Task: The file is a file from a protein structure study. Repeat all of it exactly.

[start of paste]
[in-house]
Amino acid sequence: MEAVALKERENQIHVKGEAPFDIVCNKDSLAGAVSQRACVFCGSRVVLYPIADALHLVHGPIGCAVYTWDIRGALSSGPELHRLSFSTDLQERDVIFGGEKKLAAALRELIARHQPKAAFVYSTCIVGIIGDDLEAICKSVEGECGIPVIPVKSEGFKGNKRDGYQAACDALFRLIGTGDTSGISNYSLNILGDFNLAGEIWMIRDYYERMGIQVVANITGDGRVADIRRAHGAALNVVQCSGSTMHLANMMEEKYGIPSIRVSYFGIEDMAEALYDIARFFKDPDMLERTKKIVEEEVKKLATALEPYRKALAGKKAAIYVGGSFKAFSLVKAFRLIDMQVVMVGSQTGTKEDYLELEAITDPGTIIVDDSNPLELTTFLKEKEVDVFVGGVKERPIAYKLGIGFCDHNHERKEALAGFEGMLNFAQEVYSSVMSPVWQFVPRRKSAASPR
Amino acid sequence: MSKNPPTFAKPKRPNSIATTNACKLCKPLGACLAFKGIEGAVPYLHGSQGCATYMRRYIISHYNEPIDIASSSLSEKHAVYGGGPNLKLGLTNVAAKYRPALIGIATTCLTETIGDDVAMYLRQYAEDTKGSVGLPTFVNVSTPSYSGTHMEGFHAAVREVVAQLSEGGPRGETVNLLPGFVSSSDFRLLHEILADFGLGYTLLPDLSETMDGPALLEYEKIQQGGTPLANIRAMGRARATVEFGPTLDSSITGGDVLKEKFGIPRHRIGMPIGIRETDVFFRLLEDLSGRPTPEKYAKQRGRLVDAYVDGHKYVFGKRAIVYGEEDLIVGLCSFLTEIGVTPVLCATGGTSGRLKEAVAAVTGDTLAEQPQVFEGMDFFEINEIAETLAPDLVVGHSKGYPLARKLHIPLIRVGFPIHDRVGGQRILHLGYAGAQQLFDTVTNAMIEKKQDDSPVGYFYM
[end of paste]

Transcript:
[in-house]
Amino acid sequence: MEAVALKERENQIHVKGEAPFDIVCNKDSLAGAVSQRACVFCGSRVVLYPIADALHLVHGPIGCAVYTWDIRGALSSGPELHRLSFSTDLQERDVIFGGEKKLAAALRELIARHQPKAAFVYSTCIVGIIGDDLEAICKSVEGECGIPVIPVKSEGFKGNKRDGYQAACDALFRLIGTGDTSGISNYSLNILGDFNLAGEIWMIRDYYERMGIQVVANITGDGRVADIRRAHGAALNVVQCSGSTMHLANMMEEKYGIPSIRVSYFGIEDMAEALYDIARFFKDPDMLERTKKIVEEEVKKLATALEPYRKALAGKKAAIYVGGSFKAFSLVKAFRLIDMQVVMVGSQTGTKEDYLELEAITDPGTIIVDDSNPLELTTFLKEKEVDVFVGGVKERPIAYKLGIGFCDHNHERKEALAGFEGMLNFAQEVYSSVMSPVWQFVPRRKSAASPR
Amino acid sequence: MSKNPPTFAKPKRPNSIATTNACKLCKPLGACLAFKGIEGAVPYLHGSQGCATYMRRYIISHYNEPIDIASSSLSEKHAVYGGGPNLKLGLTNVAAKYRPALIGIATTCLTETIGDDVAMYLRQYAEDTKGSVGLPTFVNVSTPSYSGTHMEGFHAAVREVVAQLSEGGPRGETVNLLPGFVSSSDFRLLHEILADFGLGYTLLPDLSETMDGPALLEYEKIQQGGTPLANIRAMGRARATVEFGPTLDSSITGGDVLKEKFGIPRHRIGMPIGIRETDVFFRLLEDLSGRPTPEKYAKQRGRLVDAYVDGHKYVFGKRAIVYGEEDLIVGLCSFLTEIGVTPVLCATGGTSGRLKEAVAAVTGDTLAEQPQVFEGMDFFEINEIAETLAPDLVVGHSKGYPLARKLHIPLIRVGFPIHDRVGGQRILHLGYAGAQQLFDTVTNAMIEKKQDDSPVGYFYM